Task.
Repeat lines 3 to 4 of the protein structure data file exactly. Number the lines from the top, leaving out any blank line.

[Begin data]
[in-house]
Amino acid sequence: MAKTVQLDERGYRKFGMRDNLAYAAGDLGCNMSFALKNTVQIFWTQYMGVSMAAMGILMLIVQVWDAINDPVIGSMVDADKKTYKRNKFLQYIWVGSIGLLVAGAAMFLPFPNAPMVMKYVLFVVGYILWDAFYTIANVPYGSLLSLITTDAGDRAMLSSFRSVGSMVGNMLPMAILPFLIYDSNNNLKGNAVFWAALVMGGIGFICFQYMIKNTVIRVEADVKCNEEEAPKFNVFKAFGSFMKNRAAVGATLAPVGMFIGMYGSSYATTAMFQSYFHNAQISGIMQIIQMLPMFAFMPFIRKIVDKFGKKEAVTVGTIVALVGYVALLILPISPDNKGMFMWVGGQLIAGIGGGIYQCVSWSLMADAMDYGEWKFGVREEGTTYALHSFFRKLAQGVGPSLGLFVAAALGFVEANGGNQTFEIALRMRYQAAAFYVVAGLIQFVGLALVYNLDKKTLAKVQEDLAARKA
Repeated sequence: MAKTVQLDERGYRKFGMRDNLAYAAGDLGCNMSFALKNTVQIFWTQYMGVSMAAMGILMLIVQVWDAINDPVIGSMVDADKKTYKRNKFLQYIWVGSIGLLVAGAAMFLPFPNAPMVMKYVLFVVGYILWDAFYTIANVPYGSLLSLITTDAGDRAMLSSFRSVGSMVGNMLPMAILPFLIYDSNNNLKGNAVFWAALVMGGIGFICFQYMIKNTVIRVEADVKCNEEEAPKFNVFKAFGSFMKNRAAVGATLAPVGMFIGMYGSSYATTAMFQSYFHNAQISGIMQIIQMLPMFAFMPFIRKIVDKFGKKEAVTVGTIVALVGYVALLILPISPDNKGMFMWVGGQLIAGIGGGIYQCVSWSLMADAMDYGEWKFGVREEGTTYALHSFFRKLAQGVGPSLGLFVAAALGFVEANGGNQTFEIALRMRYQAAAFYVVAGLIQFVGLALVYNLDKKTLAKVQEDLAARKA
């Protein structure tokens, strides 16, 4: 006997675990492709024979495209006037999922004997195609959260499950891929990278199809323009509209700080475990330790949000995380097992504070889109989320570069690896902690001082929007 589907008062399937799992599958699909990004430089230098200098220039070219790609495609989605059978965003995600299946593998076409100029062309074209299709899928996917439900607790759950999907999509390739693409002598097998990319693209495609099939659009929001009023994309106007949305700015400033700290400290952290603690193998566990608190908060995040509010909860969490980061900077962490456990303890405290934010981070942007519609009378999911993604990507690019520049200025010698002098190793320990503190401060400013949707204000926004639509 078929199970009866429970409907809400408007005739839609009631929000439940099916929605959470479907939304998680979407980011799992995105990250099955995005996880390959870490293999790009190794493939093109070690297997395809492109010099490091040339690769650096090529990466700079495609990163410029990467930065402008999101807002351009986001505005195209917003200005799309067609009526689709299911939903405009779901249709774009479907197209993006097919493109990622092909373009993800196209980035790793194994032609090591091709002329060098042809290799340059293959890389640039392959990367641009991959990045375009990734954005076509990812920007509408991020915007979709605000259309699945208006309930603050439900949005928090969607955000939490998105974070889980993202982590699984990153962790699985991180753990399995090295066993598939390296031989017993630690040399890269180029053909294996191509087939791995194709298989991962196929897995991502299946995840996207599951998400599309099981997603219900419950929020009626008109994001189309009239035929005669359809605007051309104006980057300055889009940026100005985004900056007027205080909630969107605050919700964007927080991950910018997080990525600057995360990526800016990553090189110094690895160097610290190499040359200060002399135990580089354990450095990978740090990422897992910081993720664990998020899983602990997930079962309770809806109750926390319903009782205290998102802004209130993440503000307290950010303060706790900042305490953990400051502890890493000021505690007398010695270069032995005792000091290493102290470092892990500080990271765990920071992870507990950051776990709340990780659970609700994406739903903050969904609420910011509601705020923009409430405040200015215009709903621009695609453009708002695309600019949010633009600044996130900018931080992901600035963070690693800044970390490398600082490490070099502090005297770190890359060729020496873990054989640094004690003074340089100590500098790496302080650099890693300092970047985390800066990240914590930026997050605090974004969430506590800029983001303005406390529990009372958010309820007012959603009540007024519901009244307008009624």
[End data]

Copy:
Repeated sequence: MAKTVQLDERGYRKFGMRDNLAYAAGDLGCNMSFALKNTVQIFWTQYMGVSMAAMGILMLIVQVWDAINDPVIGSMVDADKKTYKRNKFLQYIWVGSIGLLVAGAAMFLPFPNAPMVMKYVLFVVGYILWDAFYTIANVPYGSLLSLITTDAGDRAMLSSFRSVGSMVGNMLPMAILPFLIYDSNNNLKGNAVFWAALVMGGIGFICFQYMIKNTVIRVEADVKCNEEEAPKFNVFKAFGSFMKNRAAVGATLAPVGMFIGMYGSSYATTAMFQSYFHNAQISGIMQIIQMLPMFAFMPFIRKIVDKFGKKEAVTVGTIVALVGYVALLILPISPDNKGMFMWVGGQLIAGIGGGIYQCVSWSLMADAMDYGEWKFGVREEGTTYALHSFFRKLAQGVGPSLGLFVAAALGFVEANGGNQTFEIALRMRYQAAAFYVVAGLIQFVGLALVYNLDKKTLAKVQEDLAARKA
């Protein structure tokens, strides 16, 4: 006997675990492709024979495209006037999922004997195609959260499950891929990278199809323009509209700080475990330790949000995380097992504070889109989320570069690896902690001082929007 589907008062399937799992599958699909990004430089230098200098220039070219790609495609989605059978965003995600299946593998076409100029062309074209299709899928996917439900607790759950999907999509390739693409002598097998990319693209495609099939659009929001009023994309106007949305700015400033700290400290952290603690193998566990608190908060995040509010909860969490980061900077962490456990303890405290934010981070942007519609009378999911993604990507690019520049200025010698002098190793320990503190401060400013949707204000926004639509 078929199970009866429970409907809400408007005739839609009631929000439940099916929605959470479907939304998680979407980011799992995105990250099955995005996880390959870490293999790009190794493939093109070690297997395809492109010099490091040339690769650096090529990466700079495609990163410029990467930065402008999101807002351009986001505005195209917003200005799309067609009526689709299911939903405009779901249709774009479907197209993006097919493109990622092909373009993800196209980035790793194994032609090591091709002329060098042809290799340059293959890389640039392959990367641009991959990045375009990734954005076509990812920007509408991020915007979709605000259309699945208006309930603050439900949005928090969607955000939490998105974070889980993202982590699984990153962790699985991180753990399995090295066993598939390296031989017993630690040399890269180029053909294996191509087939791995194709298989991962196929897995991502299946995840996207599951998400599309099981997603219900419950929020009626008109994001189309009239035929005669359809605007051309104006980057300055889009940026100005985004900056007027205080909630969107605050919700964007927080991950910018997080990525600057995360990526800016990553090189110094690895160097610290190499040359200060002399135990580089354990450095990978740090990422897992910081993720664990998020899983602990997930079962309770809806109750926390319903009782205290998102802004209130993440503000307290950010303060706790900042305490953990400051502890890493000021505690007398010695270069032995005792000091290493102290470092892990500080990271765990920071992870507990950051776990709340990780659970609700994406739903903050969904609420910011509601705020923009409430405040200015215009709903621009695609453009708002695309600019949010633009600044996130900018931080992901600035963070690693800044970390490398600082490490070099502090005297770190890359060729020496873990054989640094004690003074340089100590500098790496302080650099890693300092970047985390800066990240914590930026997050605090974004969430506590800029983001303005406390529990009372958010309820007012959603009540007024519901009244307008009624």